This week was spring break in San Antonio and my family decided to go visit my parents up in Arlington. We do this every few months and now that we have two girls we usually just drive. Although navigating I–35 and all its associated joys may be the least expensive option it is by no means the most pleasant. Clara and I were less-than-enthusiastic about the possibility of spending five-or-so hours in a car with small children when some friends of ours mentioned they were taking the train to St. Louis.

The train: why hadn’t we thought of that sooner?

For those lucky enough to have access to private automobiles and commercial air travel, Amtrak exists somewhere between a quaint anachronism and a punch line. Although trains on the Northeast Corridor run often enough to be usable, those elsewhere on the network do not. Departure times are notoriously inconvenient in my hometown. For example the romantically named “Sunset Limited” that heads west towards Los Angeles departs San Antonio at the decidedly unromantic time of 2:45am.

I could spend this post talking about passenger rail transportation in America from a historical / political standpoint: how federal subsidies of first the highway system and later commercial air travel helped kill the passenger rail industry in the United States after the Second World War; how the National Railroad Passenger Corporation (better known as Amtrak) was formed in 1971 as a public/private entity to ensure the continuation of passenger rail service; how Amtrak never managed to turn a profit in the 45 years since it was created.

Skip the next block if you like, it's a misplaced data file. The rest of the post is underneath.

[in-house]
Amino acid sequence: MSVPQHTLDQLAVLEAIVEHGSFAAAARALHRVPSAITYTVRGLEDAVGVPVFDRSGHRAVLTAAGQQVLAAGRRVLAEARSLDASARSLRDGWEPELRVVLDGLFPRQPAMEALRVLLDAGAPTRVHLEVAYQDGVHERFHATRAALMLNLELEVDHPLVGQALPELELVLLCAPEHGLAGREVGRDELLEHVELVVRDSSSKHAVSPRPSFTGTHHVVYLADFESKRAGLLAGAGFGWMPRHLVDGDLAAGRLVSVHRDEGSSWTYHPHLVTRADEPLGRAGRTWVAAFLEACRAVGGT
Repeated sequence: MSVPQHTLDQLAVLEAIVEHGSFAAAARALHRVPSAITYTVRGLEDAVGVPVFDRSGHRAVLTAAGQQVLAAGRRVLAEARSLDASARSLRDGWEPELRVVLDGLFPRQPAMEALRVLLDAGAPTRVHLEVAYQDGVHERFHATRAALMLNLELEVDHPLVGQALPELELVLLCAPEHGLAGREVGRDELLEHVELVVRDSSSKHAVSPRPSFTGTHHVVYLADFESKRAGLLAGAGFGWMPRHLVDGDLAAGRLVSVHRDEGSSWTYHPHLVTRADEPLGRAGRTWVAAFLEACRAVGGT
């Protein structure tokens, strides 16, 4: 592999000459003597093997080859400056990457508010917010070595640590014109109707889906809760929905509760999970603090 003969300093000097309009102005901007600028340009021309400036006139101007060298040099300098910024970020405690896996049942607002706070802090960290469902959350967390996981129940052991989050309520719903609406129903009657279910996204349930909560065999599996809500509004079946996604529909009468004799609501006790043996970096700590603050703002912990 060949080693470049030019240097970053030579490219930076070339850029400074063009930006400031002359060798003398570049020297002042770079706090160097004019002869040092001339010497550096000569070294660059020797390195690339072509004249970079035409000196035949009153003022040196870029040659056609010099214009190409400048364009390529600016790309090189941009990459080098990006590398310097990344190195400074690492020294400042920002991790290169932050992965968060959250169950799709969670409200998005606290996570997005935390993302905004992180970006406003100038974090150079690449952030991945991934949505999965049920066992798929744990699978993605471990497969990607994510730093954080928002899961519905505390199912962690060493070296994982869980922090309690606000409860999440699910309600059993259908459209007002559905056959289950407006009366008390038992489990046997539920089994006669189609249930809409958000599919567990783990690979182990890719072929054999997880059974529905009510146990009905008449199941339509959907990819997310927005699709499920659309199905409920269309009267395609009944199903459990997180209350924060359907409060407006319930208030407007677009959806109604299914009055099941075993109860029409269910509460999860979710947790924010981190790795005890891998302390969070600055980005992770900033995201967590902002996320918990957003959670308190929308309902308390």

I could do that, but I won’t.

Instead I want to simply mention what a joy it is to travel by train. Even when traveling through familiar country, you see it from a completely different perspective. You enter towns not through a continuous loop of chain fast food restaurants and gas stations, but through their figurative and literal back yards. You see the mowed lawns of homes that back up to the tracks before seeing the grain elevators and warehouses of the towns themselves.

You see the landscape in between not through the the tiny window of a commercial airliner at 30,000 feet, but through a wide picture window bigger than those of many houses. Instead of being crammed inside an aluminum cylinder you have room to stretch out and the freedom to walk about. You get to experience the architecture of a train before experiencing the architecture of your destination. 

Of course, our trip to Fort Worth and back again took over two hours longer than it would have had we driven and had all the inconveniencea of hauling luggage and arranging transportation to and from the the train station / airport. Still, the girls had fun and it was a memorable experience. It is an experience that will probably need to live in our memories as the current administration plans to defund Amtrak among other things it deems frivolous.

Maybe passenger rail travel is unnecessary in the grand scheme of things. Maybe trying to make a nineteenth century mode of transportation relevant in the twenty-first century is a fool's errand.

Or maybe that's what make it so wonderful.